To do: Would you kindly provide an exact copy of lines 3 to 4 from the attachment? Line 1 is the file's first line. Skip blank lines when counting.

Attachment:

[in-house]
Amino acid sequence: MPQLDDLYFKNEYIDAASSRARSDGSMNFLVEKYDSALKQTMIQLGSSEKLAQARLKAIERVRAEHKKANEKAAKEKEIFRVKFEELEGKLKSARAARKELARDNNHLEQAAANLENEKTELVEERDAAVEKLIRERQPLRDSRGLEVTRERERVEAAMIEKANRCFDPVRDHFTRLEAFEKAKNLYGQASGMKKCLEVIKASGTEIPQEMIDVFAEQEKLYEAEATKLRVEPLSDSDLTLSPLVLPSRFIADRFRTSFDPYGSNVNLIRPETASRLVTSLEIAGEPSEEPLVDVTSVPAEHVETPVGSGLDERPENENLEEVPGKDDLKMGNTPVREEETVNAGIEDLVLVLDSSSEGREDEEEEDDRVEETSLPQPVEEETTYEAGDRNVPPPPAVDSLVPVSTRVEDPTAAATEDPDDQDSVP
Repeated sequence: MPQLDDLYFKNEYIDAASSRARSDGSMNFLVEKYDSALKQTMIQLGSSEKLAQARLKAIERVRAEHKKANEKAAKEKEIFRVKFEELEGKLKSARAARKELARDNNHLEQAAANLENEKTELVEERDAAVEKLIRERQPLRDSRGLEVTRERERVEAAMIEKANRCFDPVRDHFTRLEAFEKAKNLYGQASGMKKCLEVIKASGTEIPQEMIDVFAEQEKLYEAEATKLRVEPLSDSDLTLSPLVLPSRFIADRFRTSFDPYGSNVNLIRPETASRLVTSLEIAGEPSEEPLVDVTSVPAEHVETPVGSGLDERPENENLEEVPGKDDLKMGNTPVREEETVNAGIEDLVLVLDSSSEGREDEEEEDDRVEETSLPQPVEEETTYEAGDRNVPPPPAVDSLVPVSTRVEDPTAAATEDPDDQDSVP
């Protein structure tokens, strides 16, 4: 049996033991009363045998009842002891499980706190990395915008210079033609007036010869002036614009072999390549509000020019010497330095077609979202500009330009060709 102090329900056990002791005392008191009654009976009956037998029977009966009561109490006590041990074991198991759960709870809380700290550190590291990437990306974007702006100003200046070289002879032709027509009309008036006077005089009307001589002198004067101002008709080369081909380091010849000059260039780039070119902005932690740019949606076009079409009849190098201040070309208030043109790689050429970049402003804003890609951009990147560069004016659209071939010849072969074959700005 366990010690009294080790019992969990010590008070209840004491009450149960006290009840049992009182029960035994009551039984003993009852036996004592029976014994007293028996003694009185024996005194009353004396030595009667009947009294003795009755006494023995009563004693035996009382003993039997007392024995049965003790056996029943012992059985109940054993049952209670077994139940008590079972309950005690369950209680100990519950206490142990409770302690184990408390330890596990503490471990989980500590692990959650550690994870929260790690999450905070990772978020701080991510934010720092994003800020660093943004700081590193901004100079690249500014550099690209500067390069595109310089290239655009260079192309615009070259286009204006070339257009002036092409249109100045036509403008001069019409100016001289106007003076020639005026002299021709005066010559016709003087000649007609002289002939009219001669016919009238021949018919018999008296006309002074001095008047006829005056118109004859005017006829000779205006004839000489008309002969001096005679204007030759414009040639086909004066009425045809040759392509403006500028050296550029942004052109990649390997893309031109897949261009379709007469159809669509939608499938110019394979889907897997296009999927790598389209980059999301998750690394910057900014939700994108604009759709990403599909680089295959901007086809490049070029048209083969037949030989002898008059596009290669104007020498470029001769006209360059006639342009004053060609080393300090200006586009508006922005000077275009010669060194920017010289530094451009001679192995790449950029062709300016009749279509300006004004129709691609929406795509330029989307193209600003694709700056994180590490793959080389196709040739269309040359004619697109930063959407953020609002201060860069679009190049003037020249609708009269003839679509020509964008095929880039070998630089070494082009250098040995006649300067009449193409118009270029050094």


Repeated sequence: MPQLDDLYFKNEYIDAASSRARSDGSMNFLVEKYDSALKQTMIQLGSSEKLAQARLKAIERVRAEHKKANEKAAKEKEIFRVKFEELEGKLKSARAARKELARDNNHLEQAAANLENEKTELVEERDAAVEKLIRERQPLRDSRGLEVTRERERVEAAMIEKANRCFDPVRDHFTRLEAFEKAKNLYGQASGMKKCLEVIKASGTEIPQEMIDVFAEQEKLYEAEATKLRVEPLSDSDLTLSPLVLPSRFIADRFRTSFDPYGSNVNLIRPETASRLVTSLEIAGEPSEEPLVDVTSVPAEHVETPVGSGLDERPENENLEEVPGKDDLKMGNTPVREEETVNAGIEDLVLVLDSSSEGREDEEEEDDRVEETSLPQPVEEETTYEAGDRNVPPPPAVDSLVPVSTRVEDPTAAATEDPDDQDSVP
């Protein structure tokens, strides 16, 4: 049996033991009363045998009842002891499980706190990395915008210079033609007036010869002036614009072999390549509000020019010497330095077609979202500009330009060709 102090329900056990002791005392008191009654009976009956037998029977009966009561109490006590041990074991198991759960709870809380700290550190590291990437990306974007702006100003200046070289002879032709027509009309008036006077005089009307001589002198004067101002008709080369081909380091010849000059260039780039070119902005932690740019949606076009079409009849190098201040070309208030043109790689050429970049402003804003890609951009990147560069004016659209071939010849072969074959700005 366990010690009294080790019992969990010590008070209840004491009450149960006290009840049992009182029960035994009551039984003993009852036996004592029976014994007293028996003694009185024996005194009353004396030595009667009947009294003795009755006494023995009563004693035996009382003993039997007392024995049965003790056996029943012992059985109940054993049952209670077994139940008590079972309950005690369950209680100990519950206490142990409770302690184990408390330890596990503490471990989980500590692990959650550690994870929260790690999450905070990772978020701080991510934010720092994003800020660093943004700081590193901004100079690249500014550099690209500067390069595109310089290239655009260079192309615009070259286009204006070339257009002036092409249109100045036509403008001069019409100016001289106007003076020639005026002299021709005066010559016709003087000649007609002289002939009219001669016919009238021949018919018999008296006309002074001095008047006829005056118109004859005017006829000779205006004839000489008309002969001096005679204007030759414009040639086909004066009425045809040759392509403006500028050296550029942004052109990649390997893309031109897949261009379709007469159809669509939608499938110019394979889907897997296009999927790598389209980059999301998750690394910057900014939700994108604009759709990403599909680089295959901007086809490049070029048209083969037949030989002898008059596009290669104007020498470029001769006209360059006639342009004053060609080393300090200006586009508006922005000077275009010669060194920017010289530094451009001679192995790449950029062709300016009749279509300006004004129709691609929406795509330029989307193209600003694709700056994180590490793959080389196709040739269309040359004619697109930063959407953020609002201060860069679009190049003037020249609708009269003839679509020509964008095929880039070998630089070494082009250098040995006649300067009449193409118009270029050094």